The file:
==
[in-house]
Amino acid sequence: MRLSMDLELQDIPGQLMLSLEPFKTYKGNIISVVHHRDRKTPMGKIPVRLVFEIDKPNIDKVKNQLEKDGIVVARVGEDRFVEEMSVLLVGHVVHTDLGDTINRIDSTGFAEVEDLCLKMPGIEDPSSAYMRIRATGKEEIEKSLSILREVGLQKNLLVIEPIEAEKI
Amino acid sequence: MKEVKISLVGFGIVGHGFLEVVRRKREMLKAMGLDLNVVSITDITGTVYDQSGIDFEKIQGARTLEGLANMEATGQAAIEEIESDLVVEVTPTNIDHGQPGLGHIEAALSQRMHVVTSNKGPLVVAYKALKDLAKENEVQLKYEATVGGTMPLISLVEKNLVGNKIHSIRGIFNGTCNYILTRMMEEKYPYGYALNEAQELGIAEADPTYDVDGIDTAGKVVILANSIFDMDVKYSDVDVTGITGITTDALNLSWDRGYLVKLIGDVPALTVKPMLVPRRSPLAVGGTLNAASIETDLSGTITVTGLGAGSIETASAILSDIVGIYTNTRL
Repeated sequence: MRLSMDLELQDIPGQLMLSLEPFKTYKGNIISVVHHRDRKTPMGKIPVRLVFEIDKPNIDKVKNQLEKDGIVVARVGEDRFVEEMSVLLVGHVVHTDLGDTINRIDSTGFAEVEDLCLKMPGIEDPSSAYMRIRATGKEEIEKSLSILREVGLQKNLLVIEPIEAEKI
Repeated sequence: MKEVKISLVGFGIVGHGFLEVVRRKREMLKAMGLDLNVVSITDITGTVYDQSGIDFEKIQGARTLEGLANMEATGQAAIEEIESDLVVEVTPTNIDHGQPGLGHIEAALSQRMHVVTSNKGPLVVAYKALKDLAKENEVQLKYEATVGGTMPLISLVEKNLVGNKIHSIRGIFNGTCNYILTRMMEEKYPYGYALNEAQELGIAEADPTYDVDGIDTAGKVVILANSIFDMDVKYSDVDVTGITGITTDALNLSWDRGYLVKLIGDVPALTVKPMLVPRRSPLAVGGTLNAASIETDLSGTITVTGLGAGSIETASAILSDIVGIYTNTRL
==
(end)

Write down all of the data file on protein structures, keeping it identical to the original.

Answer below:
[in-house]
Amino acid sequence: MRLSMDLELQDIPGQLMLSLEPFKTYKGNIISVVHHRDRKTPMGKIPVRLVFEIDKPNIDKVKNQLEKDGIVVARVGEDRFVEEMSVLLVGHVVHTDLGDTINRIDSTGFAEVEDLCLKMPGIEDPSSAYMRIRATGKEEIEKSLSILREVGLQKNLLVIEPIEAEKI
Amino acid sequence: MKEVKISLVGFGIVGHGFLEVVRRKREMLKAMGLDLNVVSITDITGTVYDQSGIDFEKIQGARTLEGLANMEATGQAAIEEIESDLVVEVTPTNIDHGQPGLGHIEAALSQRMHVVTSNKGPLVVAYKALKDLAKENEVQLKYEATVGGTMPLISLVEKNLVGNKIHSIRGIFNGTCNYILTRMMEEKYPYGYALNEAQELGIAEADPTYDVDGIDTAGKVVILANSIFDMDVKYSDVDVTGITGITTDALNLSWDRGYLVKLIGDVPALTVKPMLVPRRSPLAVGGTLNAASIETDLSGTITVTGLGAGSIETASAILSDIVGIYTNTRL
Repeated sequence: MRLSMDLELQDIPGQLMLSLEPFKTYKGNIISVVHHRDRKTPMGKIPVRLVFEIDKPNIDKVKNQLEKDGIVVARVGEDRFVEEMSVLLVGHVVHTDLGDTINRIDSTGFAEVEDLCLKMPGIEDPSSAYMRIRATGKEEIEKSLSILREVGLQKNLLVIEPIEAEKI
Repeated sequence: MKEVKISLVGFGIVGHGFLEVVRRKREMLKAMGLDLNVVSITDITGTVYDQSGIDFEKIQGARTLEGLANMEATGQAAIEEIESDLVVEVTPTNIDHGQPGLGHIEAALSQRMHVVTSNKGPLVVAYKALKDLAKENEVQLKYEATVGGTMPLISLVEKNLVGNKIHSIRGIFNGTCNYILTRMMEEKYPYGYALNEAQELGIAEADPTYDVDGIDTAGKVVILANSIFDMDVKYSDVDVTGITGITTDALNLSWDRGYLVKLIGDVPALTVKPMLVPRRSPLAVGGTLNAASIETDLSGTITVTGLGAGSIETASAILSDIVGIYTNTRL